<
>

Toto Wolff calls recent Ferrari failures a 'development phase'

play
Hamilton on the brink of fourth World Championship (1:05)

As Sebastian Vettel is forced to retire in Japan, Jonathan Legard discusses what it means for Lewis Hamilton's title charge. (1:05)

Mercedes boss Toto Wolff thinks the recent spate of engine failures suffered by Ferrari shows how hard it is pushing to beat his team.

After engine failures on both cars in Malaysia prompted an organisational change within the team's engine department, Sebastian Vettel's hopes of cutting Lewis Hamilton's title lead evaporated in the early stages of the Japanese Grand Prix. Ferrari detected a spark plug issue on the grid but did not have enough time to rectify the problem, meaning Vettel quickly fell back from second once the race started. Vettel retired on the fourth lap and Hamilton won, opening up a 59-point lead four races to go.

The failures have coincided with Ferrari showing a step in performance with its car, which was comfortably quickest in Singapore and Malaysia. Wolff sympathises with Ferrari's situation but says finding performance can always come at the expense of reliability.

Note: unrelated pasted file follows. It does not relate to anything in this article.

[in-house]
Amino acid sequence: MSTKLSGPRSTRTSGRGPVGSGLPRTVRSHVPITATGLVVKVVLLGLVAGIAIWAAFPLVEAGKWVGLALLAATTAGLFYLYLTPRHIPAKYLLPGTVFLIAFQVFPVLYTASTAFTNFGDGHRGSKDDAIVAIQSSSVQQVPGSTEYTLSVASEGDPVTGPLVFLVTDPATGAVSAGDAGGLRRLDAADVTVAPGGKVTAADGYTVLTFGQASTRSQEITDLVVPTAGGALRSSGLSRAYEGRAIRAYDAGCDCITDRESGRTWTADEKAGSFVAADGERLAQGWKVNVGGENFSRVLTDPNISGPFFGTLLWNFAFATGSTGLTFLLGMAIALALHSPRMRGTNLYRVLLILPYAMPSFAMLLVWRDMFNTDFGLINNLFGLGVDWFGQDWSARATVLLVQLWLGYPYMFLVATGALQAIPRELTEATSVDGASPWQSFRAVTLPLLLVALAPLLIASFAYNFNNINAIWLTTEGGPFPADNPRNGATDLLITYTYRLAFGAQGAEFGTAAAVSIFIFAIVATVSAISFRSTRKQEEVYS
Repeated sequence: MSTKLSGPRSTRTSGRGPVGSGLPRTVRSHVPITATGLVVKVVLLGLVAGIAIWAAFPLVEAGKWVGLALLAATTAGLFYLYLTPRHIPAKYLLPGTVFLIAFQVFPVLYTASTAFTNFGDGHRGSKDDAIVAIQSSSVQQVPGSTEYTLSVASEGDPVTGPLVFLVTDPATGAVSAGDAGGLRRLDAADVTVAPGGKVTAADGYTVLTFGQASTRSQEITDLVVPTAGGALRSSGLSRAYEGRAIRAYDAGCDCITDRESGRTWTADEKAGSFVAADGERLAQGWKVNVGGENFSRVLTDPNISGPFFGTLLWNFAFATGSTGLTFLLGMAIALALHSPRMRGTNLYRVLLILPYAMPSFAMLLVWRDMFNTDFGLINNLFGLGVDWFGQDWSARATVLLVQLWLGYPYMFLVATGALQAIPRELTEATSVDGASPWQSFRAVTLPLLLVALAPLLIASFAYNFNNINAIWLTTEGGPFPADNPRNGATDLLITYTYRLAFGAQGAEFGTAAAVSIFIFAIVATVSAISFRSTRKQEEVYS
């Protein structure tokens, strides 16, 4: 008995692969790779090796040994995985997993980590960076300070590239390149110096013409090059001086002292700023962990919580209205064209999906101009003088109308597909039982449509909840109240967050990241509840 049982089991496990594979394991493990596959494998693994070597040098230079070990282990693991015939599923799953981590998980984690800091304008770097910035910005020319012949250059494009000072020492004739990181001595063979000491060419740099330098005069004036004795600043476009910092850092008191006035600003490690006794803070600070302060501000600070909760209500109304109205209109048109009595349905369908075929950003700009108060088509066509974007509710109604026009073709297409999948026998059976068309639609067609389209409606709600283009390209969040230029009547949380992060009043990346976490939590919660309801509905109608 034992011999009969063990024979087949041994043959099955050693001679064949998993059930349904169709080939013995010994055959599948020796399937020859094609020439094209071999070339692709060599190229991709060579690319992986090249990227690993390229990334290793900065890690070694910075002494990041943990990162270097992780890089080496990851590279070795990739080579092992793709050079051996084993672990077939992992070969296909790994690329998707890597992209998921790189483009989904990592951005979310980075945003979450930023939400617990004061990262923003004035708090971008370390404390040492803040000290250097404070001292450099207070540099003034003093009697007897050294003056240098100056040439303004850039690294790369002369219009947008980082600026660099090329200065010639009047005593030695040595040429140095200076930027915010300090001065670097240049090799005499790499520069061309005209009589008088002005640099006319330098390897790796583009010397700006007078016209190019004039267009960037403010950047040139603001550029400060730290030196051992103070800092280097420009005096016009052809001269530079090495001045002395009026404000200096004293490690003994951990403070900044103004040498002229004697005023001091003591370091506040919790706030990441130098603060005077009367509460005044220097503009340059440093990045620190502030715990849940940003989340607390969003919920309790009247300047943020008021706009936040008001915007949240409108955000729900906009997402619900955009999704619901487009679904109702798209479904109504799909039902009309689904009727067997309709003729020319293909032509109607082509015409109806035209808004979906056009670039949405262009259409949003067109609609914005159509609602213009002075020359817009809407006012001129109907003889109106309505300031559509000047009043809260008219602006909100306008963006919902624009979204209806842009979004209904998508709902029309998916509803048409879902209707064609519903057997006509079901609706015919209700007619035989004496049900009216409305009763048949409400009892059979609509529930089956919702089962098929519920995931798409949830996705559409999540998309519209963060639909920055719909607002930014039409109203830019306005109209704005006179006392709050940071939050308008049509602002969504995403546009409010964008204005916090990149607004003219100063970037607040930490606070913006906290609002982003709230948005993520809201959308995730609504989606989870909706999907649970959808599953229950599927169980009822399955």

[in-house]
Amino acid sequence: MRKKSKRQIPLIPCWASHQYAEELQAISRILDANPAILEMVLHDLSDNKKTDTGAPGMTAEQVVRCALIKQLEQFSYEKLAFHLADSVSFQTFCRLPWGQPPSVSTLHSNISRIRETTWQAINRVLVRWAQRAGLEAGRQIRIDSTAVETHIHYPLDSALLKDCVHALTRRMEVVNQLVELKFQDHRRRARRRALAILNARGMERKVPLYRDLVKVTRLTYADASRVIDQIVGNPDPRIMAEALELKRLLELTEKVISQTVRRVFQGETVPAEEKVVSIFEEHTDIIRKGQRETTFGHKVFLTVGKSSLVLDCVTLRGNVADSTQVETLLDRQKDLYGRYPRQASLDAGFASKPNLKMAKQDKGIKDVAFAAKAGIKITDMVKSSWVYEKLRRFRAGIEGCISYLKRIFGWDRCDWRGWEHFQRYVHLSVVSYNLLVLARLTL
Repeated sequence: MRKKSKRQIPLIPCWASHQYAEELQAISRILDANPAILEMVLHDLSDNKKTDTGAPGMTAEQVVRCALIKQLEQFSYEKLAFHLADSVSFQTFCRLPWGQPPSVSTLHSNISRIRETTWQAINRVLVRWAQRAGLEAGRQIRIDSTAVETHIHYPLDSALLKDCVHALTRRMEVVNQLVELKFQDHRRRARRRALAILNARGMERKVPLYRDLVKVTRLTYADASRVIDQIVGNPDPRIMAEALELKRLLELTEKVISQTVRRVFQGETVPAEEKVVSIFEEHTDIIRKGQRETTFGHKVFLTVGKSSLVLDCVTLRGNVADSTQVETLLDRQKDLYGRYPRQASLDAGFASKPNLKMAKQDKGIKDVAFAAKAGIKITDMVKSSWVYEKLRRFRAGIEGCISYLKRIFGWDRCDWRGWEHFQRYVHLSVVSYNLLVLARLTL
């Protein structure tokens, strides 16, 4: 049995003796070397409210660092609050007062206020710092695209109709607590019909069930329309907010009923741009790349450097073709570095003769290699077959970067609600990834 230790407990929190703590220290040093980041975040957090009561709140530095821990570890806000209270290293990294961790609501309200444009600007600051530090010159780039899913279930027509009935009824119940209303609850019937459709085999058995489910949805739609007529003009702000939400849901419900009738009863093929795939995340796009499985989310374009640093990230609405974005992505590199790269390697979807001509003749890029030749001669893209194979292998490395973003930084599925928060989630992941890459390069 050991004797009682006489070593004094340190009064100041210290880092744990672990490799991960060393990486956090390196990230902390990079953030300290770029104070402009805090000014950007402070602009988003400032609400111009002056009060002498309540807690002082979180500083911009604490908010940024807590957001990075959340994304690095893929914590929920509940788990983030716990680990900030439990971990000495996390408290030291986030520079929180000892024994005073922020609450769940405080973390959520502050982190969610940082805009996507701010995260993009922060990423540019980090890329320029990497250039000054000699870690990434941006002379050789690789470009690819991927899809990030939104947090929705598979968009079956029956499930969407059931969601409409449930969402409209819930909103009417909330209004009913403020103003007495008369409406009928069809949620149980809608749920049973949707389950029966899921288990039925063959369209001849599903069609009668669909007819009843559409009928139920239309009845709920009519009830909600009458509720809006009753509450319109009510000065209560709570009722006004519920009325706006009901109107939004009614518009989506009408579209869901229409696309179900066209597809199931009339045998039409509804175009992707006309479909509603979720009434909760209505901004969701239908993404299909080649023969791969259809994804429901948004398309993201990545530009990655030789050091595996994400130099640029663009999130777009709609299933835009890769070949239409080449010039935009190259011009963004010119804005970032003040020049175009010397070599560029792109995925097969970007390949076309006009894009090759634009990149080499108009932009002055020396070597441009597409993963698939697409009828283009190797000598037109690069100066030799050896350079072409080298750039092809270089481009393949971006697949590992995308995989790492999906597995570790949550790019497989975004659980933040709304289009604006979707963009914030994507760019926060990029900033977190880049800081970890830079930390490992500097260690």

"In this sport you take no prisoners," Wolff said. "It is about having the fastest car, the best driver and the most performance. We have been there. We have had difficult moments for each of the drivers in the past in terms of reliability.

"When you are pushing the boundaries you will eventually reach the limits. Ferrari's development from 2016 to 2017 was exceptional and probably this is a development phase. I can, nevertheless, relate to how it feels having had three races where you've lost a lot of points. It doesn't feel nice."

Mercedes has put a lot of focus into improving reliabilty after a spate of engine failures across last season cost Lewis Hamilton the 2016 crown, though on that occasion his only rival was teammate and eventual champion Nico Rosberg, meaning the team still claimed the title.

Wolff said those failures helped the team achieve the good reliability level it has enjoyed this season.

"There is a saying that in order to finish first, [first] you have to finish. But nevertheless it is part of the learning curve of any team. You are chasing performance and you are trying to make it reliable. They have certainly found the performance and now they are making it reliable, but I don't know a lot of what's happening [at Ferrari].

"I'm happy that we have kept it together and our quality people and designers have done an exceptional job in making us very reliable this year. But there are four more races to go, so let's clap on our back once those races are done."